Magnolia in Ottawa

Discussion in 'Magnoliaceae' started by Lynette, May 16, 2008.

  1. Lynette

    Lynette Active Member

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    Location:
    Ottawa Canada
    I just received a magnolia to plant in my garden. Does it need to be in a protected area? I have a large open area that I'm beginning to landscape. It lies south of the house with two large spruces to the west and a stand of spruces/pines to the east. It would be about 30 feet from the house and trees.

    A second place would be closer to the house bordered by the stand of trees to the east and open to the west. Protected by the house to the north. Full sun from 10 AM on.

    Thanks,
    Lynette
     
  2. smivies

    smivies Active Member

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    Location:
    Kingston, Ontario, Canada
    In Ottawa, a magnolia would prefer not to be on a wind swept plain, but no extra protection is really needed. If you're in the urban 'heat island' it should be fine. If you live in a rural area, a bit more shelter would be helpful but not required.

    Check out the Magnolia collection at the Dominion arboretum (across the road from the experimental farm) to get an idea of acceptable siting.
     
  3. Lynette

    Lynette Active Member

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    Location:
    Ottawa Canada
    Thank you. We will wander over there today.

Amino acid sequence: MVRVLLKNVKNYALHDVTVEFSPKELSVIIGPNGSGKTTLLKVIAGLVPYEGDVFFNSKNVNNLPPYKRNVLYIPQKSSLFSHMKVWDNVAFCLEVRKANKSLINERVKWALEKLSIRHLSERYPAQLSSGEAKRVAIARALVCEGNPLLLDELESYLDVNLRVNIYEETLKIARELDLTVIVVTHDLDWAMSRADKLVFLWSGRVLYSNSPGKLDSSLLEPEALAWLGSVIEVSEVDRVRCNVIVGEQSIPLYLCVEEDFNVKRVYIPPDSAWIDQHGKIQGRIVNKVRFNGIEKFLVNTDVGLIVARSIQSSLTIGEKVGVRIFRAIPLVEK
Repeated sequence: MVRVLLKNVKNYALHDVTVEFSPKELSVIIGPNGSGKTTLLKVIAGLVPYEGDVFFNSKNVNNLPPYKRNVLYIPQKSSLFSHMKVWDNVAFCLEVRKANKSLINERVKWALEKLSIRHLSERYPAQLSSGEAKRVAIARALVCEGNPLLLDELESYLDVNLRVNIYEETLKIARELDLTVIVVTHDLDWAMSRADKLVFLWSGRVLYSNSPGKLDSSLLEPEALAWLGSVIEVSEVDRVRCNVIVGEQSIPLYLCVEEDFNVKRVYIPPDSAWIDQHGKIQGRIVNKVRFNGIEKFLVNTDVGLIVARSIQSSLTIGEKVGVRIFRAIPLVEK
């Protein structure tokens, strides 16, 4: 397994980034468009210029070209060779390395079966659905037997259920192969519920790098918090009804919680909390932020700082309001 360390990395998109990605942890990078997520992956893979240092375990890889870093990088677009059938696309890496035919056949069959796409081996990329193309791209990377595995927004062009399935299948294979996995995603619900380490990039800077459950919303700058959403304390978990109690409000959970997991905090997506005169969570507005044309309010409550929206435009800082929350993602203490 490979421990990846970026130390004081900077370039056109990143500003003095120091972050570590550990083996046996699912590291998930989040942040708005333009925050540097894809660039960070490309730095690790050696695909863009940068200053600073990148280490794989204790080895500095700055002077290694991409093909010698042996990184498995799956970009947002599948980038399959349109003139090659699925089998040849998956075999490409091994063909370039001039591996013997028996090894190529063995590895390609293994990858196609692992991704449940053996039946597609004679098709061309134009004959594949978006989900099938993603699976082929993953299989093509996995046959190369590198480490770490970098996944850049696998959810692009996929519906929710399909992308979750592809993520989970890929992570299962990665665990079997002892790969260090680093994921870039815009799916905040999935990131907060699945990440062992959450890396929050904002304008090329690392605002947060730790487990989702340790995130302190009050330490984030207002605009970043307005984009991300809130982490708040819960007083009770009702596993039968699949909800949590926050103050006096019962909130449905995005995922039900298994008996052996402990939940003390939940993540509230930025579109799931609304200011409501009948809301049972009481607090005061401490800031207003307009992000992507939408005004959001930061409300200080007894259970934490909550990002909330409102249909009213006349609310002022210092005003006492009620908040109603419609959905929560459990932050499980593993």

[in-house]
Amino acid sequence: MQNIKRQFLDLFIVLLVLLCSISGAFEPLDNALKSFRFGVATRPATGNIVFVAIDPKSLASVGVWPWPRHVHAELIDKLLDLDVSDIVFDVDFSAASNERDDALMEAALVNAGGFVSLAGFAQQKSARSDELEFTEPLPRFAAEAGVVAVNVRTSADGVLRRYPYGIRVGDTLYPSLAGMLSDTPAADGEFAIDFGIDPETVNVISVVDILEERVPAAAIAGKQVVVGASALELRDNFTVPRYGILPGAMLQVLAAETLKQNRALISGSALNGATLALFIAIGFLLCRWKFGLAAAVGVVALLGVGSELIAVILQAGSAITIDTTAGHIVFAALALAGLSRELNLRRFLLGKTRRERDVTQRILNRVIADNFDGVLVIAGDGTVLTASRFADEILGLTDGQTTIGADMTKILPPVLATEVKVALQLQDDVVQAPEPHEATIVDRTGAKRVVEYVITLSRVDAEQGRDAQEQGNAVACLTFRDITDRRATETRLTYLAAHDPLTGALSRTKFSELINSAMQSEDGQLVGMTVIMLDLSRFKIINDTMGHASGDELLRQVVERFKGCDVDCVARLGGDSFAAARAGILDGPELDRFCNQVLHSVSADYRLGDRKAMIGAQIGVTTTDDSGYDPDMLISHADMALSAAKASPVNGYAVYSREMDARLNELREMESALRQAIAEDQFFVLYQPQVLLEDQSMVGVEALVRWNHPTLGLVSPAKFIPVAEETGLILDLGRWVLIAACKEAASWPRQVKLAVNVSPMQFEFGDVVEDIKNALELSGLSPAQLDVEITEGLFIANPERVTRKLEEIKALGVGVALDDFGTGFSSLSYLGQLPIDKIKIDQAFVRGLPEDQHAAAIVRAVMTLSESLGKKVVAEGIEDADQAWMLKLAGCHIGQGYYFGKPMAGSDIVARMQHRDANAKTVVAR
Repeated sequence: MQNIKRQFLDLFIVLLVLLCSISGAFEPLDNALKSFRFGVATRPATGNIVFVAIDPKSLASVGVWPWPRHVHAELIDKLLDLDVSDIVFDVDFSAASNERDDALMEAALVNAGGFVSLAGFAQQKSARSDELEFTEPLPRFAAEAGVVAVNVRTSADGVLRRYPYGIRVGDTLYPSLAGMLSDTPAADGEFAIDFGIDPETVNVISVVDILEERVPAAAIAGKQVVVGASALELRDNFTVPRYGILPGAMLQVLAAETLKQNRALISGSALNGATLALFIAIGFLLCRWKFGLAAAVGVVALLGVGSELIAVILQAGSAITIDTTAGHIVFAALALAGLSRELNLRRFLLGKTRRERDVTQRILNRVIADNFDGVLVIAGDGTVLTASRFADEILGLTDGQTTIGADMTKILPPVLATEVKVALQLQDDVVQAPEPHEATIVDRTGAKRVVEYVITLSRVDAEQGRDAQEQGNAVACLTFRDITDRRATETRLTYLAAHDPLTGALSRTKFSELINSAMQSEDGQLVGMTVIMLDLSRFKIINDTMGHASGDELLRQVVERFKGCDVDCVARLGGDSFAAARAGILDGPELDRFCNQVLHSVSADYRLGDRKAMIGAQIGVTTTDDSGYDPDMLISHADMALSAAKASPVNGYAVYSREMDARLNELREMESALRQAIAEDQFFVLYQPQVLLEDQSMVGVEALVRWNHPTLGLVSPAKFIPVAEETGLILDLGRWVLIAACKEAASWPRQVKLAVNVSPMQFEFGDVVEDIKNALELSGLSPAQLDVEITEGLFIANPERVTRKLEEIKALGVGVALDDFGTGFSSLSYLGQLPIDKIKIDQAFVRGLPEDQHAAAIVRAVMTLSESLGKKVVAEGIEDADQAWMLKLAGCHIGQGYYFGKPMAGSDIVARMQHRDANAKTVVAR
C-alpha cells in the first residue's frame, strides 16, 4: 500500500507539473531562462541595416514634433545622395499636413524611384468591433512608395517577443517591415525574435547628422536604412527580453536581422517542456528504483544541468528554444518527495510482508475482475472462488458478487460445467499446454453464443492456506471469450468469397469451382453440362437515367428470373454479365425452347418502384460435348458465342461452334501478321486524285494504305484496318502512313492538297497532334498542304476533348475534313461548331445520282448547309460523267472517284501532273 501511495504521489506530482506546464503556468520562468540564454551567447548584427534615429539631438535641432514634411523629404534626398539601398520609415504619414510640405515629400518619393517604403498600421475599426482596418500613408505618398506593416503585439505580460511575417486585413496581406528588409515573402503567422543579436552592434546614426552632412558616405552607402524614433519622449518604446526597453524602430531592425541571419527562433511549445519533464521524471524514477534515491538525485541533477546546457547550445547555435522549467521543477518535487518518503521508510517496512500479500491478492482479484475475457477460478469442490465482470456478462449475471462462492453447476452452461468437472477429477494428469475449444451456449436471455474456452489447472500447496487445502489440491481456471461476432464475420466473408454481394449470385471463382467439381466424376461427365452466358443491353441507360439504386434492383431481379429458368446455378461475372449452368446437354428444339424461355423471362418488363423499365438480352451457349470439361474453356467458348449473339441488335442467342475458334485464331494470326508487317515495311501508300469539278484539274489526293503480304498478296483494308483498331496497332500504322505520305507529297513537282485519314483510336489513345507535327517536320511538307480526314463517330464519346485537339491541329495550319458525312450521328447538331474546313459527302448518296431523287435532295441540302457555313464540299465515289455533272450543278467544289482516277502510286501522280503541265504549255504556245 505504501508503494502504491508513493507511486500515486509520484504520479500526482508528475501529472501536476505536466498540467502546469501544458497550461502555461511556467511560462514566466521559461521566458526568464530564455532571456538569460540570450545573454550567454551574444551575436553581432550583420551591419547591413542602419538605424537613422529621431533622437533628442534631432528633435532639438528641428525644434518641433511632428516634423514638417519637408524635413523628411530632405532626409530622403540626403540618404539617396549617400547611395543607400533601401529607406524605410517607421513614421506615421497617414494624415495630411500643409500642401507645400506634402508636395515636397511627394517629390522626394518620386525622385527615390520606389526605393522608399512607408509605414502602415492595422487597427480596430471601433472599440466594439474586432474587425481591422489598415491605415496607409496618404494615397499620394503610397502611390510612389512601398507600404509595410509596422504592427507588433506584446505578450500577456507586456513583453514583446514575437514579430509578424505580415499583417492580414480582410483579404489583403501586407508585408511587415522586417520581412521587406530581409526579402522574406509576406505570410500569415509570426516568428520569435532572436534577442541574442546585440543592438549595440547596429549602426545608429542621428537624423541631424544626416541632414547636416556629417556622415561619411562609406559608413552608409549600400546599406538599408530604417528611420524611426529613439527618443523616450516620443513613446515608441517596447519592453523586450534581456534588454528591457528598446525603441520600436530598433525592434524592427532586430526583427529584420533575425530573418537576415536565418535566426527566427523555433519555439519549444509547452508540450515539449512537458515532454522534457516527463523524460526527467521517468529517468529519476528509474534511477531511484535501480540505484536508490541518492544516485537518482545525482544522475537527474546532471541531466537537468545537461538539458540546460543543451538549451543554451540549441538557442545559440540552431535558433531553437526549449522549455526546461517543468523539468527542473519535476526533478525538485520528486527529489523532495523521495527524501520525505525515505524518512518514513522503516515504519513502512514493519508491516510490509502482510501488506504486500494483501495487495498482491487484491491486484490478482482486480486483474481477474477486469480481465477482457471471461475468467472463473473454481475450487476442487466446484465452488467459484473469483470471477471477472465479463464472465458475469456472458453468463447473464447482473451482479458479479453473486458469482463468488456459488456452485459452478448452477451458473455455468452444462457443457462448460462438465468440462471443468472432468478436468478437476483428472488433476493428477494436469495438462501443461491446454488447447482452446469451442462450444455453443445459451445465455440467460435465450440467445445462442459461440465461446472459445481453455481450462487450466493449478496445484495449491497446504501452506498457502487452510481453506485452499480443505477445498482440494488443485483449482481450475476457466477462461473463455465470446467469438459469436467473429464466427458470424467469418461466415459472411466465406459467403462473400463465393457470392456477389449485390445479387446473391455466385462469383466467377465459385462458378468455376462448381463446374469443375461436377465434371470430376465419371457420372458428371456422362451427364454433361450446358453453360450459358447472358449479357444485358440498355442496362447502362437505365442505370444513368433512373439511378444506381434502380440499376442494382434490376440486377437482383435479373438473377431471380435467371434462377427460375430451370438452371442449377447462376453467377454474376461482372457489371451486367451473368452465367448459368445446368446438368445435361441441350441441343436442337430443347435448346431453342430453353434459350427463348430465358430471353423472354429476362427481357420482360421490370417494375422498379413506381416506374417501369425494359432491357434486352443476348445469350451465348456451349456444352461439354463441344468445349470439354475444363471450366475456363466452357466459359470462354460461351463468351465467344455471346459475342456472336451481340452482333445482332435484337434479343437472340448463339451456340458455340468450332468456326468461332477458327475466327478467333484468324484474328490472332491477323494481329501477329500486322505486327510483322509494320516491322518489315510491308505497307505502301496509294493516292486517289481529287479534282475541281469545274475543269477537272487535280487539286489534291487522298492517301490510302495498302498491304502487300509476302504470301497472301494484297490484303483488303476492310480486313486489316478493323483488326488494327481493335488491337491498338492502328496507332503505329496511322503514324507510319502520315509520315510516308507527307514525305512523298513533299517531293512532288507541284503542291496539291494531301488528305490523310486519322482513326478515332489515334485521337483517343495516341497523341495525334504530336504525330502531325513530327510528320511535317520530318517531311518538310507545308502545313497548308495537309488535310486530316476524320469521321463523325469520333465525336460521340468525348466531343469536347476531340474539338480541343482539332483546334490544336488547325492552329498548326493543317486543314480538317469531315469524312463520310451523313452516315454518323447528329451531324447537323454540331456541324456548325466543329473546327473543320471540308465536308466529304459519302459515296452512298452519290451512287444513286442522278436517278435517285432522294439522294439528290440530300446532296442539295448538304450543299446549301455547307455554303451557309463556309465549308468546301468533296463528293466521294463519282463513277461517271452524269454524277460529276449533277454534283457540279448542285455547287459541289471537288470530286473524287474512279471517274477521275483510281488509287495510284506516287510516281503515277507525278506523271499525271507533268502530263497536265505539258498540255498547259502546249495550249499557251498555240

The magnolia is a Soulangiana 'Betty'. It's about 4' tall and in a burlap ball. How soon should I plant it? I'll research the soil preparation but if you have any suggestions, I'd appreciate it.

    Lynette
     
  4. Ron B

    Ron B Paragon of Plants 10 Years

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    Location:
    WA USA (Z8)
    'Betty' is one of the Kosar and de Vos hybrids from the US National Arboretum and not a saucer magnolia.

    http://www.usna.usda.gov/Newintro/magnoli1.html

    As with all trees and shrubs it should have the burlap, twine and nails etc. removed at planting, and should also be planted in a hole backfilled with the same soil that came out of it, without modification. What works best with long-term subjects such as these is to select kinds that are adapted to your existing soil and plant those in that same soil, mulching afterward. However, if you are convinced your plant would benefit from tinkering with your soil conditions either acquire some better soil and place at least 6 inches of that on top of the existing soil, and plant into that new layer, without blending it into the soil below - or incorporate organic amendments into the entire potential rooting area for many years. With a magnolia this would be a space several yards across.
     

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